White teeth: should Australia take UK as a model?

Crikey readers weigh in on the issues of the day.

Dental care: UK v Oz

Rebecca Barnett writes: Re. “Extortionate dental care is our national disgrace” (Friday). While I entirely agree with Guy Rundle that the cost of dental care in Australia is a national disgrace his claims about British dental care are inaccurate. Non-cosmetic dental care in the UK is free only until you are 18. After this it costs 15 pounds for a check-up, which you are supposed to have every six months and which you are reminded to book for by the dental practice. Extra work, such as wisdom tooth extraction, costs more money. Admittedly this is still considerably less than in Australia and in my experience my British dentist has always advised on more limited, and therefore cheaper work, than Australian dentists. We need to rethink dental care in Australia but I do not think that it should be modelled on the British one.

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5 thoughts on “White teeth: should Australia take UK as a model?

  1. Mark Duffett

    Perhaps we should wait for Doyle’s interview of Tony Abbott before hailing a new paradigm in Australian political interviewing. I very much wonder if the latter would get the same ‘relaxed’ treatment from the former; or, if he did, that this would be so well received by the RN/Crikey audience.

  2. John Bennetts

    Well, Daman Langguth may or may not be the ideal person to provide advice re Medicare, dentistry and the like, given that he is, as a “doctor”, severely conflicted.

    I well remember the time when the SydHerald’s subs used to have at their elbow a listing of medicos in NSW. One of their tasks was to ensure that the honorific “Dr.” was only applied to those who are actually in possession of a doctoral degree – typically, a PhD. Those not measuring up would be referred to as “Mr Daman Langguth, Medical Practitioner”, etc.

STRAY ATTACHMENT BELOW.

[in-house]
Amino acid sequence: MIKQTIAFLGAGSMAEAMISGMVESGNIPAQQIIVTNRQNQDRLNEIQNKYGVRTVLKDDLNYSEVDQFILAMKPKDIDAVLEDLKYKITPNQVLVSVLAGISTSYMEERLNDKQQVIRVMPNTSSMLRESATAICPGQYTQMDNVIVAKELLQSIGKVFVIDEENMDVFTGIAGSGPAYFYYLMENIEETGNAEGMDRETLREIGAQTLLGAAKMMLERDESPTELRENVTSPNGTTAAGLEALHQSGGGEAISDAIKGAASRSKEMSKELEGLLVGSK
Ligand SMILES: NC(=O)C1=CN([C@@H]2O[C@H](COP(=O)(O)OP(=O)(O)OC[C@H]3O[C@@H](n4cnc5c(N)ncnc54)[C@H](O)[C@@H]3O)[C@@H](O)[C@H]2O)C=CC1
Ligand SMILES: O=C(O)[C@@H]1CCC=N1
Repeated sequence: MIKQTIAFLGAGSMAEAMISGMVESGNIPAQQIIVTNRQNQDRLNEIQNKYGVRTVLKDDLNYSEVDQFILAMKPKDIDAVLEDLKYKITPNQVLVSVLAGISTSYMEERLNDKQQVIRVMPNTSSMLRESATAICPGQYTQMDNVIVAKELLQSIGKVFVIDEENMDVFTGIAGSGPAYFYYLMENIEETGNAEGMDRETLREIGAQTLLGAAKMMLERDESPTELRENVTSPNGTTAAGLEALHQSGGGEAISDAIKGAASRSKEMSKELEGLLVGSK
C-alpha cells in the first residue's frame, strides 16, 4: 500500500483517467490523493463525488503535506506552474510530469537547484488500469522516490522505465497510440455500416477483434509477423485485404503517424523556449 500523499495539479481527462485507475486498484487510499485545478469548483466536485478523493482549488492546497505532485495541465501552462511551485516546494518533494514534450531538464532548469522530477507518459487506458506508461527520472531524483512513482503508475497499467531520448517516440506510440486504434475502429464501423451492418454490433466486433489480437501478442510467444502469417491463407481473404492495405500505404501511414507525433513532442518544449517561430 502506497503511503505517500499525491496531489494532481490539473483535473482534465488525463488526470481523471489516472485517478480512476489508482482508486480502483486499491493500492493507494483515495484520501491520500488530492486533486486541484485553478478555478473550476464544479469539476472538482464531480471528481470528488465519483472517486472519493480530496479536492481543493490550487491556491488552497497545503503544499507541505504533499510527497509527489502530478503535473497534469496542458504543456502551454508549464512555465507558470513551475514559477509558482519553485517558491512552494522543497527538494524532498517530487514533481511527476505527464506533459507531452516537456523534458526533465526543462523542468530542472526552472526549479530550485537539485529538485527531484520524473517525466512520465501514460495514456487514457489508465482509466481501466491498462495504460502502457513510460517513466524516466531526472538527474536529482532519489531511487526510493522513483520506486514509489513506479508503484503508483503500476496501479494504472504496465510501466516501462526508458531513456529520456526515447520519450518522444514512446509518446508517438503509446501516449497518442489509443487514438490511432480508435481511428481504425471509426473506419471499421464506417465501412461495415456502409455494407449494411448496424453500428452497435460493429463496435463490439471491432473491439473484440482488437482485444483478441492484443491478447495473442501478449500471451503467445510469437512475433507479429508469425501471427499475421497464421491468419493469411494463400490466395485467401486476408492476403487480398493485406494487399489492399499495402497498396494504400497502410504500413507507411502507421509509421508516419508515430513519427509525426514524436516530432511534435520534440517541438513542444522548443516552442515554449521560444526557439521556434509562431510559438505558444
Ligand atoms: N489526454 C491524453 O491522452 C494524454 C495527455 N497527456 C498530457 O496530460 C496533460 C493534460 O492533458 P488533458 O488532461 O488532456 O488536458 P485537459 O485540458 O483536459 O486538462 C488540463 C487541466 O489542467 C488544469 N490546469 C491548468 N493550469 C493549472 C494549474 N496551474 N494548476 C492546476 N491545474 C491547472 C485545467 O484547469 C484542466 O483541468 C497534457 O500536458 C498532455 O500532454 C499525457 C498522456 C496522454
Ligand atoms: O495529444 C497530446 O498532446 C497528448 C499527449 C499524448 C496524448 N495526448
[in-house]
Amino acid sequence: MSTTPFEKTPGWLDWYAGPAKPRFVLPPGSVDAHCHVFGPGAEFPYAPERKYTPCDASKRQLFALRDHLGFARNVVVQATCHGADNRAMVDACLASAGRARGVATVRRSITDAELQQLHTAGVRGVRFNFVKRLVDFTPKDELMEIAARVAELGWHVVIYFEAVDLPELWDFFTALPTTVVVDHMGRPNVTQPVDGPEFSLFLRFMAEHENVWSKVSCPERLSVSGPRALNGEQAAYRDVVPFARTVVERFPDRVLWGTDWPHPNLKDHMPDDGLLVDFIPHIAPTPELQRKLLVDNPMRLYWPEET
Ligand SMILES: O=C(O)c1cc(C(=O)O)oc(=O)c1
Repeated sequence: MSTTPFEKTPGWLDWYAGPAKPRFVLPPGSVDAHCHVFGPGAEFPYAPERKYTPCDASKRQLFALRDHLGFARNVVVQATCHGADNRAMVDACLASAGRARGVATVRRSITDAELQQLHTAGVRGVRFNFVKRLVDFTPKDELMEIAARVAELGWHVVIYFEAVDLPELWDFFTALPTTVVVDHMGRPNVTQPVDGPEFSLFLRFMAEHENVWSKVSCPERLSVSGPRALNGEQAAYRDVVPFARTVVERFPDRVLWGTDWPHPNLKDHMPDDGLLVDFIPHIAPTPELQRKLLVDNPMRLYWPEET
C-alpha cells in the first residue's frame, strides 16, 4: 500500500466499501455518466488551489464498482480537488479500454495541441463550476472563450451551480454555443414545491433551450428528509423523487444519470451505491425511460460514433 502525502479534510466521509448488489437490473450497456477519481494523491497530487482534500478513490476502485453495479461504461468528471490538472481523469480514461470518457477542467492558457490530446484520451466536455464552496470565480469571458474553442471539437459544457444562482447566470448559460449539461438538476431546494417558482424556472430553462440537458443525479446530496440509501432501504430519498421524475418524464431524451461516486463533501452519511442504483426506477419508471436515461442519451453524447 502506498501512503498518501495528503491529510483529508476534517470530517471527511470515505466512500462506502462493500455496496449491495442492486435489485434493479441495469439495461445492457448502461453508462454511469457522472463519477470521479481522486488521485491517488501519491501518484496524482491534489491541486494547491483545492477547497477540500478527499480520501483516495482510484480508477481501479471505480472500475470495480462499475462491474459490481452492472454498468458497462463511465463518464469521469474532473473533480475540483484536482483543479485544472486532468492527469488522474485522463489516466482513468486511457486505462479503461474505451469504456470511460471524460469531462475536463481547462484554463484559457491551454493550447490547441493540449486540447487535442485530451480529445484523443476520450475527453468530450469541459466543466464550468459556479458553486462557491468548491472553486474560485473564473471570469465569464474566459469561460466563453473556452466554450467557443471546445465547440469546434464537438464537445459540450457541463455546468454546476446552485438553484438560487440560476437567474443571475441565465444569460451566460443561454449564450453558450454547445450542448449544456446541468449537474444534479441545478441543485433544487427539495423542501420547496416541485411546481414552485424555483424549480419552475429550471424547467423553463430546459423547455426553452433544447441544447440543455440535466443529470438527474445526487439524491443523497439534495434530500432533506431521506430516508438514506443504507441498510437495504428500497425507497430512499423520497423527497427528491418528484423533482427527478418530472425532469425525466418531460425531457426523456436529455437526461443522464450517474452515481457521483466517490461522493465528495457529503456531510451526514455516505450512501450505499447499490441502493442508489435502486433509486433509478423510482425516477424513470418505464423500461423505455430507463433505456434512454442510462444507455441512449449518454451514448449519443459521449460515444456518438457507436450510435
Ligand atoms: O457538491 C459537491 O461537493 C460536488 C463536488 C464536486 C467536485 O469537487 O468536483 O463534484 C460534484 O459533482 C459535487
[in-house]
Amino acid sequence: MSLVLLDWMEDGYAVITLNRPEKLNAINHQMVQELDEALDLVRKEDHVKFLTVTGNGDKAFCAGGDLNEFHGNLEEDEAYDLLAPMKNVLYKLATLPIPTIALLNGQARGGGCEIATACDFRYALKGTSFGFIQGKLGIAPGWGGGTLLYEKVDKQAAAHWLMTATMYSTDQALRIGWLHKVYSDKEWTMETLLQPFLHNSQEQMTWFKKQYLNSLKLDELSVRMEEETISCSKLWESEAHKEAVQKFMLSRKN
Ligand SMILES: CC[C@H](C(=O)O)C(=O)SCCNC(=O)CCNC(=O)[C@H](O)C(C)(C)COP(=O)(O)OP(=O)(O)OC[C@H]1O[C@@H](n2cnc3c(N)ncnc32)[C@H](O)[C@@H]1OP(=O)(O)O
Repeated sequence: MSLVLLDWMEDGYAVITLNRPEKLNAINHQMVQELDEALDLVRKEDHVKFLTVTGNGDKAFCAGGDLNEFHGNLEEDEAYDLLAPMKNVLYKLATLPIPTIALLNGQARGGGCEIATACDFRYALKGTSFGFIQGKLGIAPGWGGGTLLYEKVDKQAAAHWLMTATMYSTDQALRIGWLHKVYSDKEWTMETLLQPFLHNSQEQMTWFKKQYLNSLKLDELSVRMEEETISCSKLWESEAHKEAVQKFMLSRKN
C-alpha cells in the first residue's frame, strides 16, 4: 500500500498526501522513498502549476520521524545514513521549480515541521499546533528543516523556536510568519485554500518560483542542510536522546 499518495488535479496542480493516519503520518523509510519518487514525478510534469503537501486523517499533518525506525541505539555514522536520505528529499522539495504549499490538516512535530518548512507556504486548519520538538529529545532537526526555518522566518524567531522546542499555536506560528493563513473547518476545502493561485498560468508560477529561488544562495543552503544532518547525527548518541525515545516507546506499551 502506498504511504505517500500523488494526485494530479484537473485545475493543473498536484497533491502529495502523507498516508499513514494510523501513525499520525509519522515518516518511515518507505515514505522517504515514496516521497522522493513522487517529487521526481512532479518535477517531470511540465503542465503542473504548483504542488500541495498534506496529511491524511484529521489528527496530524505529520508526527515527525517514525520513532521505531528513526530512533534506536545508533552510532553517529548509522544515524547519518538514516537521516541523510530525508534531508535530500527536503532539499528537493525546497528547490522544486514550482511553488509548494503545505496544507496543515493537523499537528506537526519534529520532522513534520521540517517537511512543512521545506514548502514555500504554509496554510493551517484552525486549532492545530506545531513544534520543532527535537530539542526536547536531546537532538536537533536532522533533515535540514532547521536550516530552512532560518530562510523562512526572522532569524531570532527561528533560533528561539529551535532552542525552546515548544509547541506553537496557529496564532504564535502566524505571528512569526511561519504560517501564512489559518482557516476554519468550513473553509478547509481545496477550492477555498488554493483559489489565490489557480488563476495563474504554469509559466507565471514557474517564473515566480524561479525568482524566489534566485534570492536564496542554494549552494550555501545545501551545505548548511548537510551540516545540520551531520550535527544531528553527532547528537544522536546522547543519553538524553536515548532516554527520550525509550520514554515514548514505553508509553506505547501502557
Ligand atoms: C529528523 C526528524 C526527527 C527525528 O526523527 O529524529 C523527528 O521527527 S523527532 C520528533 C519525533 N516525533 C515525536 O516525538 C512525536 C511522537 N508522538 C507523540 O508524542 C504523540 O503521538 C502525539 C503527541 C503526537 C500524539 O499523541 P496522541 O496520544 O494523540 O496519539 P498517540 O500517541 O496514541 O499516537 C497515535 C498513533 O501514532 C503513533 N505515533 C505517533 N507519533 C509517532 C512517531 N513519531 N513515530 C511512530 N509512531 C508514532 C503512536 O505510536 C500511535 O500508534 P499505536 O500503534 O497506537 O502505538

Times have changed, but those social climbing grubs have had their way – they have got away with the unearned title and with it a considerable amount of unearned income.

    Pity of it all is, that this creeping nonsense continues. Vets and dentists have joined the gravy train in search of cachet and riches.

    Disclaimer: Among my near relatives are a handful of PhD doctors, at least one DD doctor of divinity and absolutely no vets, fang farriers or quacks.

    It could be said that our common or garden doctors have been, through the years, especially good at doctoring their bachelor’s credentials in health stuff into higher degrees – a process known to many of us as fraud.

  3. zut alors

    Re John Doyle: the alleged ‘soft’ approach frequently elicits more from the interviewee because they are feeling less defensive – and more amenable towards the interviewer.

    And I agree with Dylan Taylor’s comments about the general bemoaning by many presenters/journalists.

  4. tonyfunnywalker

    A Much as I loved Fran Kelly – John Doyle has been a revelation, but what I like is that he listens to the person been interviewed ( rather than thinking what the question will be) he does not interrupt the person being interviewed (Interviewers do this because they think their opinion is better that person they are supposed to be interviewing,(Nicki Savvas style) or asking the same question by just rephrasing the pervious question. ( Nikki Savvas again).

    In otherwords – he has style and as a result he gets the ” being interviewed’s” views and does not piss the audience off by being rude. Leave that to the shock jocks.

    The I article that made me puke was the Richardson article in the OZ- I have a long memory Graham of “some of your mistakes” and if you want to puke now that Gillard is improving in NewsPoll your article reminded me of Monty Python’s ” Meaning of Life” (the Gluttony scene) — just a small one SIR————-chunder – as that is what I expect you to do when Gillard wins without your advice on how to lose.

  5. Malcolm Street

    Daman – and your ideas for making dental care in Australia more affordable are?

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